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dc.contributor.authorNatanson, Déborahen
dc.date.accessioned2018-05-14T10:14:57Z
dc.date.available2018-05-14T10:14:57Z
dc.date.issued2009en
dc.identifier.urihttp://hdl.handle.net/1842/29910
dc.description.abstracten
dc.description.abstractDeath and human suffering are two of the central themes of the Iliad. What seems to matter most to Homer is the tragedy which irremediably underlies all of human existence: whether mortals are kings like Priam, supra-human heroes like Achilles, or ordinary people like those depicted on the shield and in the similes, they are all going to die and share the miserable fate of all those who have died before them, be they remembered or forgotten. The poem also offers a universal vision of suffering as something which no human being can escape, and which therefore must be borne and accepted. It is on this understanding of a universal suffering, an understanding which leads to the reconciliation of two bitter enemies, Priam and Achilles, that the poem closes.en
dc.description.abstractIt is also noticeable that the way those two subjects are dealt with in the poem show a subtle subversion of the epic's role as an ideological tool used to support the martial values of a warriors' ruling class, and highlight the tension between heroic ideals and the reality of the life of the characters: death, which is everywhere in the poem, is hated by the characters while life is highly valued and heroic death only partially compensates for it, as the warriors are actually terrified when faced with their own death. There is also no happy afterlife to look forward to. Furthermore, lamentation highlights suffering rather than glory as a consequence of war, and brings a uniquely feminine perspective on war, which nevertheless is in agreement with other aspects of the narrative. Interestingly, gender differences can be seen in the manner suffering is portrayed in the poem, not only in the fact that though suffering seems to be paradigmatically female, it is predominantly male, but also in ways 306 that reflect men and women's respective social roles and status. Female grief is formal and limited to burial ritual as well as passive (nothing ever comes from it). It is also limited to the family sphere, and women only mourn their male protectors: husbands and sons. On the other hand, male grief is active, as it leads to revenge and protection. It is also more varied in expression, and can be manifested in all sorts of contexts.en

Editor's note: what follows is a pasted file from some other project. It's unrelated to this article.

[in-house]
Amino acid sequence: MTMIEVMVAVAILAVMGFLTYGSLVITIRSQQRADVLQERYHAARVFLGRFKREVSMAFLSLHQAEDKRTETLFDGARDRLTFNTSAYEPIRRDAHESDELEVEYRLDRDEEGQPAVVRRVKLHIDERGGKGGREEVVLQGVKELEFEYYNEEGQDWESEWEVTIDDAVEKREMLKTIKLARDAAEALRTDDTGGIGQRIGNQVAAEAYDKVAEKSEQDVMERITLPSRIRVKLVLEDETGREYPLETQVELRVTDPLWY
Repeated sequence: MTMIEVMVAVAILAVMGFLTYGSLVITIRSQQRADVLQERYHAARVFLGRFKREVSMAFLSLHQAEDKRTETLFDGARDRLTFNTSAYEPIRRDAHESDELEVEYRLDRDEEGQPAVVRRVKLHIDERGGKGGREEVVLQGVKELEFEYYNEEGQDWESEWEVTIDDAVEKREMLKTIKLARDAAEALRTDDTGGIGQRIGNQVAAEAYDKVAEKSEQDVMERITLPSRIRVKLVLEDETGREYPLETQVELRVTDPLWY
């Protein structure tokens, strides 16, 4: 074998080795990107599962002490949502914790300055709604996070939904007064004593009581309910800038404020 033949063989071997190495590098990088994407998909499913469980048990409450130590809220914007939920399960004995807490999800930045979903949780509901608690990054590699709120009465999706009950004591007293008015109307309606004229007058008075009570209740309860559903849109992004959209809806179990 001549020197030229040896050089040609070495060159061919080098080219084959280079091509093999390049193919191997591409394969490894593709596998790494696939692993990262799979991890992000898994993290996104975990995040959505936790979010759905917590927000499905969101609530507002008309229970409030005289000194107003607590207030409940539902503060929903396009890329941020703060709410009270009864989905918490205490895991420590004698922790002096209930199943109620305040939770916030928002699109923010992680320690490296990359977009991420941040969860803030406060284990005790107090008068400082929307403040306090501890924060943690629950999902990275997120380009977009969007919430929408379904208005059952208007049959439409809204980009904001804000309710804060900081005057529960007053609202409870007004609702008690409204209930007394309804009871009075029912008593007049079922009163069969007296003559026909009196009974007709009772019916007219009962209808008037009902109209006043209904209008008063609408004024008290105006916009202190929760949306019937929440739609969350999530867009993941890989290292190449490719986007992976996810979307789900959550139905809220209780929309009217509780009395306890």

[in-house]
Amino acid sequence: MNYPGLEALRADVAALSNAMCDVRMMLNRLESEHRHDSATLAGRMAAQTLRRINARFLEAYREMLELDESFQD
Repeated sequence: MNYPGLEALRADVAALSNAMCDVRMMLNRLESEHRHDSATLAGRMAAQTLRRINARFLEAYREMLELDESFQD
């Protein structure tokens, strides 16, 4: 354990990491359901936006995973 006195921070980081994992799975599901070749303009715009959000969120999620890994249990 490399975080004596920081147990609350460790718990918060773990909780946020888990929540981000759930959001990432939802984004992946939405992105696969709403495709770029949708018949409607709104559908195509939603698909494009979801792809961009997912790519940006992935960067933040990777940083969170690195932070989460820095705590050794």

dc.description.abstractBut the universality of suffering, which, like death and mortality, makes all men equal, is also one of the things which bring about an important way for mankind to overcome and compensate for death and suffering: pity and compassion for other human beings.en
dc.description.abstractIndeed, compensations to the grimness of the human condition can also be found in the Iliad. Pity in particular is pervasive in the poem. It is a way to overcome death and suffering through human solidarity and fellow-feeling, as well as through the actions that pity leads to such as revenge or protection and the poem ends with a striking act of compassion for a personal enemy: those gentler virtues ultimately transcend even nationalities and war, as can be seen in the meeting between Priam and Achilles.en